The federal government is proposing to overhaul the way environmental assessments are conducted in Canada, aiming to reduce red tape, provide greater transparency and allow greater input from the public and Indigenous populations.
At the same time, Ottawa says it will replace the National Energy Board with a Calgary-based oversight body designed to respond to emerging energy developments that will make faster decisions guided by science and Indigenous knowledge. Liberal cabinet ministers held news conferences in cities across the country on Thursday to roll out the long-promised environmental legislation.
“The legislation we are introducing today aims to restore public trust in how the federal government makes decisions about major projects like mines, pipelines, and hydro dams,” Environment Minister Catherine McKenna told a news conference in Ottawa. “These better rules are designed to protect our environment while improving investor confidence, strengthening our economy and creating good middle-class jobs.”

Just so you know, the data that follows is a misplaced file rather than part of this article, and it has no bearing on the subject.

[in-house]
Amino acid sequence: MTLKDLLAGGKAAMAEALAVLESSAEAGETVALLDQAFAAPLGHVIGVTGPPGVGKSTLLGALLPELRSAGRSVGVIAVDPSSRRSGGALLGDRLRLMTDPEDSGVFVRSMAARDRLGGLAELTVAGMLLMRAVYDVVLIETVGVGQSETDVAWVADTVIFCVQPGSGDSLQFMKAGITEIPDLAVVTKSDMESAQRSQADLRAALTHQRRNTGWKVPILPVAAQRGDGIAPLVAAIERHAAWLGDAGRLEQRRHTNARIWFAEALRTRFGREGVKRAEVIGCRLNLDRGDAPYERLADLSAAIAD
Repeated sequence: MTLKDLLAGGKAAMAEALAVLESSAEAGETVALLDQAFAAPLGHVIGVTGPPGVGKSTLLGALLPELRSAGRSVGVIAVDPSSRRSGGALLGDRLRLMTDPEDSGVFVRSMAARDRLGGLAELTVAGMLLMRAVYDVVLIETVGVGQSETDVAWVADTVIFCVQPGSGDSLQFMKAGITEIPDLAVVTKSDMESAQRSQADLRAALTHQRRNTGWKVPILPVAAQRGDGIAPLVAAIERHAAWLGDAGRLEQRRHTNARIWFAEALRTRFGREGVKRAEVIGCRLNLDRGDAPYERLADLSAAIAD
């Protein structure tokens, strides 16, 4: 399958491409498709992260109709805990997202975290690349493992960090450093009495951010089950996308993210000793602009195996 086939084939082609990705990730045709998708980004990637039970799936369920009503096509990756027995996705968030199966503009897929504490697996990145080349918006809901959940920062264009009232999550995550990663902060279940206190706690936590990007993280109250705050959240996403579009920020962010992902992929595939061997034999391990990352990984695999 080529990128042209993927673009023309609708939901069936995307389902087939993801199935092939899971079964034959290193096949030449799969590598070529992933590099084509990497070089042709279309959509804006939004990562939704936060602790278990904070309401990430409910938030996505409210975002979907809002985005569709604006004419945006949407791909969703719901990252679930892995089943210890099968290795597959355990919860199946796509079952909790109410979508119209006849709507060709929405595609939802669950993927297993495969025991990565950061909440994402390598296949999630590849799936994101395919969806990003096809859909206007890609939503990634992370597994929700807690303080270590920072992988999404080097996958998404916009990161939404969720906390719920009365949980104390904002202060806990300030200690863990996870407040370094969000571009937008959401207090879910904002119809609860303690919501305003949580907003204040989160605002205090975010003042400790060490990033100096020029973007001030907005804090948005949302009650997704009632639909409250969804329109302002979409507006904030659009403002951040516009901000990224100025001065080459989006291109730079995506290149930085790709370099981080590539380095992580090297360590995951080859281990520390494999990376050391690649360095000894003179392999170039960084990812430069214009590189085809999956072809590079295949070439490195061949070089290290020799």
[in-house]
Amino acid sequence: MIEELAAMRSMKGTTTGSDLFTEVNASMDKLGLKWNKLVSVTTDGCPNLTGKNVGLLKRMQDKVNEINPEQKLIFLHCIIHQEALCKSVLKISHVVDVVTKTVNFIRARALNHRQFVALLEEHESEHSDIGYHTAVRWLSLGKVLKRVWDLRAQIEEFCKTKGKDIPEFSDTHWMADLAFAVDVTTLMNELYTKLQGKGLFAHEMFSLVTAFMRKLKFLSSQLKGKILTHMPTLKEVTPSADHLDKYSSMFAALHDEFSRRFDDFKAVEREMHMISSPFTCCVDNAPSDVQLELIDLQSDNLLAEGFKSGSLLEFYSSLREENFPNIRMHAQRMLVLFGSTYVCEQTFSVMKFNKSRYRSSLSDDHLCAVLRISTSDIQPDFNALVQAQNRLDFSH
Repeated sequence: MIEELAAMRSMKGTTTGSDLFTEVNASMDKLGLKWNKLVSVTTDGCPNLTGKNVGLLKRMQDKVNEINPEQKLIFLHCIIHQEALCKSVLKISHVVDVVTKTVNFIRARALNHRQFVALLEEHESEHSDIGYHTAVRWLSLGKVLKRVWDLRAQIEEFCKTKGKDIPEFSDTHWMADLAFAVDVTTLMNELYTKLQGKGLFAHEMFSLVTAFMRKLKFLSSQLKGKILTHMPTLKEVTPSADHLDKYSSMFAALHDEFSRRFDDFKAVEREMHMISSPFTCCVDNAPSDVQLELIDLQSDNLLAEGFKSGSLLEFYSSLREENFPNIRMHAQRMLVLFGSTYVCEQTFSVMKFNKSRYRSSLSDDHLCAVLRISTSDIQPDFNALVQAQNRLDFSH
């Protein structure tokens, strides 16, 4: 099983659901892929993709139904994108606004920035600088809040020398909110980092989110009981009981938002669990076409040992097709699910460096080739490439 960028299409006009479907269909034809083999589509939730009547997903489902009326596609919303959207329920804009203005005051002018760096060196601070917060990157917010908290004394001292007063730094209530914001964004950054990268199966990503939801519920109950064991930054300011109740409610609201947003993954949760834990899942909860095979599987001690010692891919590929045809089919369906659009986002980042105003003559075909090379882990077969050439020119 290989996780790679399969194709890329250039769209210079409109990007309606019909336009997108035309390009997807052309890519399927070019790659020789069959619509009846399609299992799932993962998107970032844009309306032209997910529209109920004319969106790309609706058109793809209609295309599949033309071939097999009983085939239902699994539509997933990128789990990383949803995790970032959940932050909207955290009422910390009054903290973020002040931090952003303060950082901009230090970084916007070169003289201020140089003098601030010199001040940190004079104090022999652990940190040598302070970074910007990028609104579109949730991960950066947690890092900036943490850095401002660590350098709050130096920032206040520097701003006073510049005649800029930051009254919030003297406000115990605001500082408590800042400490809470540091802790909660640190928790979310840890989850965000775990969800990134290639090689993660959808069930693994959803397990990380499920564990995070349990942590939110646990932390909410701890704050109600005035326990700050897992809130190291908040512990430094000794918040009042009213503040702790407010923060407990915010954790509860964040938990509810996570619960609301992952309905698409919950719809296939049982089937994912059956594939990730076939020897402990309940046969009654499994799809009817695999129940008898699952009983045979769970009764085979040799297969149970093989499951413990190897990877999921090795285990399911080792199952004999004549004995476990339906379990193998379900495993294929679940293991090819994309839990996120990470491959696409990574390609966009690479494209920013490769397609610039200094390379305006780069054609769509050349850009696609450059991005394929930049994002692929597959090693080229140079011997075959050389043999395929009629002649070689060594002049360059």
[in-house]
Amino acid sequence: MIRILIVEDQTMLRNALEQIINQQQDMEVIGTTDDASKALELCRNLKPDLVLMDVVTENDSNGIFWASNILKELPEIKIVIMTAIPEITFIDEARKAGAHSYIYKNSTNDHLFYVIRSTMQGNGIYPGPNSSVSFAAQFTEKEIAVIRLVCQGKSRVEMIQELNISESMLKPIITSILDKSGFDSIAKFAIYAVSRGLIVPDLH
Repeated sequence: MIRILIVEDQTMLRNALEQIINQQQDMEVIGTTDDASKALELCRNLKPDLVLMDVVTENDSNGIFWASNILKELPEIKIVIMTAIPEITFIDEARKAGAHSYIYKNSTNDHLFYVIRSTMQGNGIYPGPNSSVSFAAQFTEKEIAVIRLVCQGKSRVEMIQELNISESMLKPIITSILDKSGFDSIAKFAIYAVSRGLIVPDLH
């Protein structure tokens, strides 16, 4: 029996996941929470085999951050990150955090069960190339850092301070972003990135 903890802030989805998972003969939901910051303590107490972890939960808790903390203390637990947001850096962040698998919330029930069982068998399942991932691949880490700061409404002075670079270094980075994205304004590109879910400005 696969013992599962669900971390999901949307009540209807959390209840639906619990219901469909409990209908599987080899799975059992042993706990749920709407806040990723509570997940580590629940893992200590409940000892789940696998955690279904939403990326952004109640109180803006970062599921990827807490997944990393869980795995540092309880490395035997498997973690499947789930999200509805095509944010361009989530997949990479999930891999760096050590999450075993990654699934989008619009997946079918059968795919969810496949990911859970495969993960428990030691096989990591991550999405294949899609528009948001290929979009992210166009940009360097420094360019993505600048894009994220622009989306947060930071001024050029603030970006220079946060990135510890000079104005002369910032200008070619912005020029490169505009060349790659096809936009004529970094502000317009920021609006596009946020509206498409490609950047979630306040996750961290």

The new legislation, Ms. McKenna said, will make Canada’s energy and resource sectors more competitive. The $500-billion in major resource projects that are planned for Canada over the next decade will mean tens of thousands of jobs, she said.
The proposed environmental legislation will in many ways rewrite regulations that were loosened or eliminated under the previous Conservative government. Under then-prime minister Stephen Harper, the Tories repealed the Canadian Environmental Assessment Act in 2012 and replaced it with a regime that resulted in the cancellation of thousands of environmental reviews.
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